Viviana Gradinaru, Ph.D.
During her graduate work Dr. Gradinaru played an instrumental role in the early development and applications of optogenetics. For example, although now a mature field, in the early days of optogenetics starting with 2005 there were significant challenges: many opsins, especially pumps, were not well tolerated by mammalian cells and therefore could not be used in vivo. Dr. Gradinaru worked out subcellular and transcellular trafficking strategies that resulted in potent and safe optogenetic tools used nowadays. She then used these tools to challenge the traditional perception that Deep Brain Stimulation (DBS) acts mainly by inhibiting local cell bodies at the stimulation site by showing that controlling axons in the stimulation area was sufficient to restore motor behavior in parkinsonian animals. Dr. Gradinaru also helped train scientists from all over the world in the Optogenetics Innovation Laboratory at Stanford and in summer courses at Cold Spring Harbor.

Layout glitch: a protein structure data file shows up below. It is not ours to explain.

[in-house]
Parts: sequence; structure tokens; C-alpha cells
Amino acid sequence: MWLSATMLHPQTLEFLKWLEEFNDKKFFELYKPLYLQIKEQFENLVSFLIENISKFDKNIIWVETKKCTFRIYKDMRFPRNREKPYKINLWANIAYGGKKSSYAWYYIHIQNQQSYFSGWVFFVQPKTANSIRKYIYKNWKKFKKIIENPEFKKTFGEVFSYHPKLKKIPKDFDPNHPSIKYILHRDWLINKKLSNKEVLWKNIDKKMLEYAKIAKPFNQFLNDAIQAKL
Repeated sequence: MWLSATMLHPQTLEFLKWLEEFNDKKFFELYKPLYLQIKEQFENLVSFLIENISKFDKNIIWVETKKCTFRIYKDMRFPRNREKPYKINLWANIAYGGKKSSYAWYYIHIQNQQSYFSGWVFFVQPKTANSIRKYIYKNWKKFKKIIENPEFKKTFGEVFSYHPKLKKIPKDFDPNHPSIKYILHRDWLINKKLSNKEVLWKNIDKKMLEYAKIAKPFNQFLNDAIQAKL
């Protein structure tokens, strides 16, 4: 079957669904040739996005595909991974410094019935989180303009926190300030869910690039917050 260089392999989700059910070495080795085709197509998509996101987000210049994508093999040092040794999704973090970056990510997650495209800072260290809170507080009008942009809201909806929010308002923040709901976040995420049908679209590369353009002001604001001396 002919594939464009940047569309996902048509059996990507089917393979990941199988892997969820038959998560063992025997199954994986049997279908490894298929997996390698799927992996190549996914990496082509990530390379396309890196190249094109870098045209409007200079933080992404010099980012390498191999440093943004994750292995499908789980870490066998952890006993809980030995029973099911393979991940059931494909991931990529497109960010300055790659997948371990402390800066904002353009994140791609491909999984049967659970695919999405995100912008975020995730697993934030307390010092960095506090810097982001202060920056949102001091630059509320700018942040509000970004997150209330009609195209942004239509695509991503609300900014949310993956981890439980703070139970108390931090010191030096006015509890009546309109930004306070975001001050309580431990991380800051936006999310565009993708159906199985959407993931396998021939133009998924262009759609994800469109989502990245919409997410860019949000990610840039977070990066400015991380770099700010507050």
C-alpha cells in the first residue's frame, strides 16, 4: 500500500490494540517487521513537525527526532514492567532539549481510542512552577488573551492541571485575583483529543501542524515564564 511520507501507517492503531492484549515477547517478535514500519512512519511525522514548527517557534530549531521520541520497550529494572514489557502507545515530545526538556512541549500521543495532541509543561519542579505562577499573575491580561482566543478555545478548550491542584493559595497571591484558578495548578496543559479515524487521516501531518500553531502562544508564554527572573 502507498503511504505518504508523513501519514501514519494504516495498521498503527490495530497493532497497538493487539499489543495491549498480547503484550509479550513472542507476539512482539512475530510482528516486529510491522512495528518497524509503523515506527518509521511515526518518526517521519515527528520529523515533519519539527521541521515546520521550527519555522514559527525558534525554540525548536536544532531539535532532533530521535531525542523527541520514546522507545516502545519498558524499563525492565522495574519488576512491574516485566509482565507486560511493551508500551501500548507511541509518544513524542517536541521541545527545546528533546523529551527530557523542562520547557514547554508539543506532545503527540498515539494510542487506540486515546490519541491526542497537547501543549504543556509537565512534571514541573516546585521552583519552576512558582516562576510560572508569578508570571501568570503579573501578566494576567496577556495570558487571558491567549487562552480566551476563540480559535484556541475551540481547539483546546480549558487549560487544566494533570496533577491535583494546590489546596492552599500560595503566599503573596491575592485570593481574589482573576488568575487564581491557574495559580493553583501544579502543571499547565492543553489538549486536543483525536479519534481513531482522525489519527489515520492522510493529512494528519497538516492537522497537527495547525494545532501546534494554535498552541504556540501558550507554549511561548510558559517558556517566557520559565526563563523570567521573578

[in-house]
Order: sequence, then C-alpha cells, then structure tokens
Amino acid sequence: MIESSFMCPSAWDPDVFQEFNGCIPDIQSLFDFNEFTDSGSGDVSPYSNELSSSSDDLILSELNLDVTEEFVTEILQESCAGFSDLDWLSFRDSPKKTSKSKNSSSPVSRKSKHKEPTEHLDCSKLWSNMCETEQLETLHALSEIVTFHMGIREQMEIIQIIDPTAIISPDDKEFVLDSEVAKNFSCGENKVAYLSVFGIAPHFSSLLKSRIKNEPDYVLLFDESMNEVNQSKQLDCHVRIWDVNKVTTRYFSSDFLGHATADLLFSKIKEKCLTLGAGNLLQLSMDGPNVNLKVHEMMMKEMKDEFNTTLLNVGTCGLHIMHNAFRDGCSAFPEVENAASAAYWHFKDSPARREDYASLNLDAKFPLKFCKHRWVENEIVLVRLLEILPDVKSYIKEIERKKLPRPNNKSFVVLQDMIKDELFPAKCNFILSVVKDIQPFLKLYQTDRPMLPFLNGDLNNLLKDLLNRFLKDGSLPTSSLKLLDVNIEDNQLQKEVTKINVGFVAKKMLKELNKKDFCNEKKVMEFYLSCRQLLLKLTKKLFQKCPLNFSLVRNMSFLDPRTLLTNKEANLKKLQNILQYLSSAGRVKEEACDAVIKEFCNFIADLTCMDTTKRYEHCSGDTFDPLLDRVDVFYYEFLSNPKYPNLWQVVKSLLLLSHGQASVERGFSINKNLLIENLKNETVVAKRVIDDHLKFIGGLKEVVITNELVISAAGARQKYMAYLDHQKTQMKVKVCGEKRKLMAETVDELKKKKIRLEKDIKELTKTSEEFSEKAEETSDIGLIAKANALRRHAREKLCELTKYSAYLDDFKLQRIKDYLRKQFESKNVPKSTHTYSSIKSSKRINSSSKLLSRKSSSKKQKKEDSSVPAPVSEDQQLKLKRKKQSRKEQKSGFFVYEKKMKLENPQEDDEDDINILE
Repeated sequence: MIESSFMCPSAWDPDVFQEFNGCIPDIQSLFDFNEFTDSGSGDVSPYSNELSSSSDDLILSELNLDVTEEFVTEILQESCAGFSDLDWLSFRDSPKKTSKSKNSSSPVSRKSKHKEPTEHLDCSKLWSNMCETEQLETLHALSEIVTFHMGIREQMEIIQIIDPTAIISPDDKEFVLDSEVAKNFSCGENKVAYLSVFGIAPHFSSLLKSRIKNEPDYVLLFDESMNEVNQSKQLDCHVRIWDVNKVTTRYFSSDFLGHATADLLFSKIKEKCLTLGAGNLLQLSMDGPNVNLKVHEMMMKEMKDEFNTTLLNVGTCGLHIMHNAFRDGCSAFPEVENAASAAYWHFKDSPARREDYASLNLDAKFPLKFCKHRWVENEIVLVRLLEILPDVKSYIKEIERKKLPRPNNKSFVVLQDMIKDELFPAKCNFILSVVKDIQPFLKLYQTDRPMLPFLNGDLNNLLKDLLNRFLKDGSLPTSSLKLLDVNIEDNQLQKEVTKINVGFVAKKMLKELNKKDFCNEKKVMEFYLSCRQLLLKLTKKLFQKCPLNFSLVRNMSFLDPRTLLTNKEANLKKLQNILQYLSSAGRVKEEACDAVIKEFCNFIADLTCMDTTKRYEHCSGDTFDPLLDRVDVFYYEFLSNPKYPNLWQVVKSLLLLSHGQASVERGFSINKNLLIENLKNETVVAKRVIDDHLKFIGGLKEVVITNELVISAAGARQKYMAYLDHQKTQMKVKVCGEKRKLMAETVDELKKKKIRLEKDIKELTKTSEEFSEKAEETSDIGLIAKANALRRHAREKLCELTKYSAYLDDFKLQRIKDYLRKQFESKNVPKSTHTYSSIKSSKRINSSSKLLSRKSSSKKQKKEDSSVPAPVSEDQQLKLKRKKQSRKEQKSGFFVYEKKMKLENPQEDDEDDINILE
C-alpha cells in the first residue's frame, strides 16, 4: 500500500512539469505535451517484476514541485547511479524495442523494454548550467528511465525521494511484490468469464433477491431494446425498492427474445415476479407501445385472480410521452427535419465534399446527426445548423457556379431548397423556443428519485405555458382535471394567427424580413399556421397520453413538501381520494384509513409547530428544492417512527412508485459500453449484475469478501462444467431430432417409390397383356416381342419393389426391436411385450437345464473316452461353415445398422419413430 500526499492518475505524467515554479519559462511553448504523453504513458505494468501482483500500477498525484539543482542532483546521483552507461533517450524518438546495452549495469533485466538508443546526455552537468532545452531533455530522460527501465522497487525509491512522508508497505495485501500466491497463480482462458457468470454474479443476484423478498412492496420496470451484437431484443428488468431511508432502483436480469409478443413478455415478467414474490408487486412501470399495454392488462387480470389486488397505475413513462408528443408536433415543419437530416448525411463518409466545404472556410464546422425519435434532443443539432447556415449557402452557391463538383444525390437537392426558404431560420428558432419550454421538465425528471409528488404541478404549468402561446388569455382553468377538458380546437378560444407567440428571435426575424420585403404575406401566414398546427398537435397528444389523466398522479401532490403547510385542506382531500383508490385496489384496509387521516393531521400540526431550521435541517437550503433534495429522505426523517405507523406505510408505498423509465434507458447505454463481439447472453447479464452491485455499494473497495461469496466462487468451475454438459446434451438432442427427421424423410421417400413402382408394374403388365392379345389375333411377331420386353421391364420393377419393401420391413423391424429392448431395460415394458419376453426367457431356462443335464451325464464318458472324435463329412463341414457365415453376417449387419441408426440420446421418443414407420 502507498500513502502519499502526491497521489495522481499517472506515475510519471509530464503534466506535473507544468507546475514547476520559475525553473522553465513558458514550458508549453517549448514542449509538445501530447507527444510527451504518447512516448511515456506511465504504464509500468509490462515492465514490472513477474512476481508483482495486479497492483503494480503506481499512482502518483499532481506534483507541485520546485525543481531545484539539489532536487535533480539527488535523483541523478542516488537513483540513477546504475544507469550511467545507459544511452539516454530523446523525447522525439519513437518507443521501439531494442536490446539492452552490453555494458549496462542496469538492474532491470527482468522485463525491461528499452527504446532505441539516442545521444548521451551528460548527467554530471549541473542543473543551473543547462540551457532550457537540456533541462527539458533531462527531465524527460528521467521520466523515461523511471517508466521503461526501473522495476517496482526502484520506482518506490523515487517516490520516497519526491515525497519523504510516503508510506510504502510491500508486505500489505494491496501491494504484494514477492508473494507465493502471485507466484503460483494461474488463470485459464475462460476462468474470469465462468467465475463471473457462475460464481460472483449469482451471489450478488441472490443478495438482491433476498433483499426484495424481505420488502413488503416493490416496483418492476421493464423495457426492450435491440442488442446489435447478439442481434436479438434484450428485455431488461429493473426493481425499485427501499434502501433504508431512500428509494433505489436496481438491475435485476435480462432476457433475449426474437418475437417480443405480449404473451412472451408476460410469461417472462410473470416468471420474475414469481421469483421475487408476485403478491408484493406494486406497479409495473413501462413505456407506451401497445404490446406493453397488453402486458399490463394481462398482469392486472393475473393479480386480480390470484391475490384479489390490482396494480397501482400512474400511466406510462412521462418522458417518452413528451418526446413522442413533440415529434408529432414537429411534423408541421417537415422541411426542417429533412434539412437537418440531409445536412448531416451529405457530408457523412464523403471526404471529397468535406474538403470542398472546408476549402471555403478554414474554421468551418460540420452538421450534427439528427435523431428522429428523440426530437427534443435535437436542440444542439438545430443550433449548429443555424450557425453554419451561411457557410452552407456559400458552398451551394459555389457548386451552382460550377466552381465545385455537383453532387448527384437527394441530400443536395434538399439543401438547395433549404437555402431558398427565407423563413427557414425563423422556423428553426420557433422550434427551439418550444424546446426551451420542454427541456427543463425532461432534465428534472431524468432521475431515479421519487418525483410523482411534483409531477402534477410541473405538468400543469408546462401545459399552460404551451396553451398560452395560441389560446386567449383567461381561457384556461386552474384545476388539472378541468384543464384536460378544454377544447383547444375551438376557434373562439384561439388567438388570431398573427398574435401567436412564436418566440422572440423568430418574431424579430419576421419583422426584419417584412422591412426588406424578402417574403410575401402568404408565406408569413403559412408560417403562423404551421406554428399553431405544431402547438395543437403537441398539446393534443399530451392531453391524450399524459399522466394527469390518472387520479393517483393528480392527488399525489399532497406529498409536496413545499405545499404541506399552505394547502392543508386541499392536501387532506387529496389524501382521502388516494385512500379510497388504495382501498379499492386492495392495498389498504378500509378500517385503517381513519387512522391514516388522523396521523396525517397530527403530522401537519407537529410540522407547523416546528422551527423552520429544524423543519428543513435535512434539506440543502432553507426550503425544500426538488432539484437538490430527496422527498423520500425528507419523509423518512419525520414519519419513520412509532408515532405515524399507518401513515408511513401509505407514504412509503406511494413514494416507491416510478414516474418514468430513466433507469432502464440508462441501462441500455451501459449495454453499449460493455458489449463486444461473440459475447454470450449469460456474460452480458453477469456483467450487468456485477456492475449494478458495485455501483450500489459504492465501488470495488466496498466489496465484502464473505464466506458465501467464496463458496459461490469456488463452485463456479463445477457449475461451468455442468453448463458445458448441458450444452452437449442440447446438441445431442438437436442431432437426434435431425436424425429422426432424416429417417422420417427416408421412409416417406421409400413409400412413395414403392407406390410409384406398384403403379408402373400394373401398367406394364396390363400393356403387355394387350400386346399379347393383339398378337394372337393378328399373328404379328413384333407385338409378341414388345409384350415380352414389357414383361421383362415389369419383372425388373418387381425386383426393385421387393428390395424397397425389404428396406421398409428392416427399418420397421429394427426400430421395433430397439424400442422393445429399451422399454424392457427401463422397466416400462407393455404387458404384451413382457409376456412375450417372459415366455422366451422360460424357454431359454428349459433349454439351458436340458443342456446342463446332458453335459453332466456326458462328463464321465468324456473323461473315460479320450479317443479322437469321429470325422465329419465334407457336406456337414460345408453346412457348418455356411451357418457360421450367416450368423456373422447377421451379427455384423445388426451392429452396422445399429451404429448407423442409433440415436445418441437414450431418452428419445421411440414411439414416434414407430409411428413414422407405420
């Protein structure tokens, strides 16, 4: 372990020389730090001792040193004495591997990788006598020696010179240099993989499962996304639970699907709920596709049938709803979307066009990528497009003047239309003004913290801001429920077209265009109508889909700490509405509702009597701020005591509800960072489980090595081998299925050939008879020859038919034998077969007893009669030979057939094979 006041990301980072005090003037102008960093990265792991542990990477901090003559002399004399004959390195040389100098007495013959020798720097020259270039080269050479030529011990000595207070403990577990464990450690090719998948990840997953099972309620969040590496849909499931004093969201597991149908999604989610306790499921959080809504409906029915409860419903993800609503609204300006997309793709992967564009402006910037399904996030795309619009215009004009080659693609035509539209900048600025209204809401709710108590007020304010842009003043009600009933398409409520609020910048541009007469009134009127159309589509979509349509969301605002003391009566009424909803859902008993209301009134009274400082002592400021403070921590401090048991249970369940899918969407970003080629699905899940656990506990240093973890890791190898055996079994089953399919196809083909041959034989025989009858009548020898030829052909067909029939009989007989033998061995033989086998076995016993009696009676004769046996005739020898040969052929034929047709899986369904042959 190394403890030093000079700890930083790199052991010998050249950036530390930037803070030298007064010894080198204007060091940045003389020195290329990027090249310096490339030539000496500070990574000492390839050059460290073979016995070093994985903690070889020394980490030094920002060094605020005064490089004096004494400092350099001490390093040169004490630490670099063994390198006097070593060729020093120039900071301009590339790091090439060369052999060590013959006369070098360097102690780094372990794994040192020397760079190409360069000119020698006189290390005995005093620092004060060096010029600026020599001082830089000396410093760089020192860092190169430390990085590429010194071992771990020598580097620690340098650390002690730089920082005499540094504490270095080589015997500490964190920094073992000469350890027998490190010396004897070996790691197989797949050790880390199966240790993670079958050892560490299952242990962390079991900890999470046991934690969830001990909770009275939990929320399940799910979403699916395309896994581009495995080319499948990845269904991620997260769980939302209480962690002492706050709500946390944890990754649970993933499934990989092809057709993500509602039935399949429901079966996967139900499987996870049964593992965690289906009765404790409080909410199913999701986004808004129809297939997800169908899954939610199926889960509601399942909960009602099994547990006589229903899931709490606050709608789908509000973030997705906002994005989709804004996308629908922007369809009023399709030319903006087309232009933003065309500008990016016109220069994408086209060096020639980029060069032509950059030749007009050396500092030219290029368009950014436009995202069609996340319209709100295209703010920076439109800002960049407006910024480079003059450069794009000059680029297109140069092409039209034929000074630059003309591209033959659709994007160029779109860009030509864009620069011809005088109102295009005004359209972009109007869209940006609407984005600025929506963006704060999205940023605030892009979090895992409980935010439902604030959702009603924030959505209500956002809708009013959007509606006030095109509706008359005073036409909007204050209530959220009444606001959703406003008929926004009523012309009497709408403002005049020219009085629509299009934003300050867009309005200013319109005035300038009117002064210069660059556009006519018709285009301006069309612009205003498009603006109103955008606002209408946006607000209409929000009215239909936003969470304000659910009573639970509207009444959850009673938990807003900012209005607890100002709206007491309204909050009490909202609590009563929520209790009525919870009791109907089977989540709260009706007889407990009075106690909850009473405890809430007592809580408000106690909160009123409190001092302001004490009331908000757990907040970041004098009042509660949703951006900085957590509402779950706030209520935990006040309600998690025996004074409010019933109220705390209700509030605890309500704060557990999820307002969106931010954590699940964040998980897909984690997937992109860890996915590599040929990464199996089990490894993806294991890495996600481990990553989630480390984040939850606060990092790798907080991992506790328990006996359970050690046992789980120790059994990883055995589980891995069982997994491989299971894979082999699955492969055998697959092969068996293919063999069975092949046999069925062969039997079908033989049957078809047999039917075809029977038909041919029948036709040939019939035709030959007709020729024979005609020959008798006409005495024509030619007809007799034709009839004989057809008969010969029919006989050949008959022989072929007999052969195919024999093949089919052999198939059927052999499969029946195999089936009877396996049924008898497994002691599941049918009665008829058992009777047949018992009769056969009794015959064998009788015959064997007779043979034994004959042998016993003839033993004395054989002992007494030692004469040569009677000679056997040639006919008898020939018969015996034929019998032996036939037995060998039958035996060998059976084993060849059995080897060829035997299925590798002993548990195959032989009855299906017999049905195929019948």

During her postdoctoral work, also at Stanford with Dr. Karl Deisseroth, Dr. Gradinaru pioneered work towards a novel method for intact tissue mapping and phenotyping (known as CLARITY). While working to bypass some of the limitations of first generation methods, the Gradinaru group at Caltech has reported the first case of whole-body clearing – transparent rodents that can be used to obtain detailed maps of both central and peripheral nerves at their target organs throughout the body.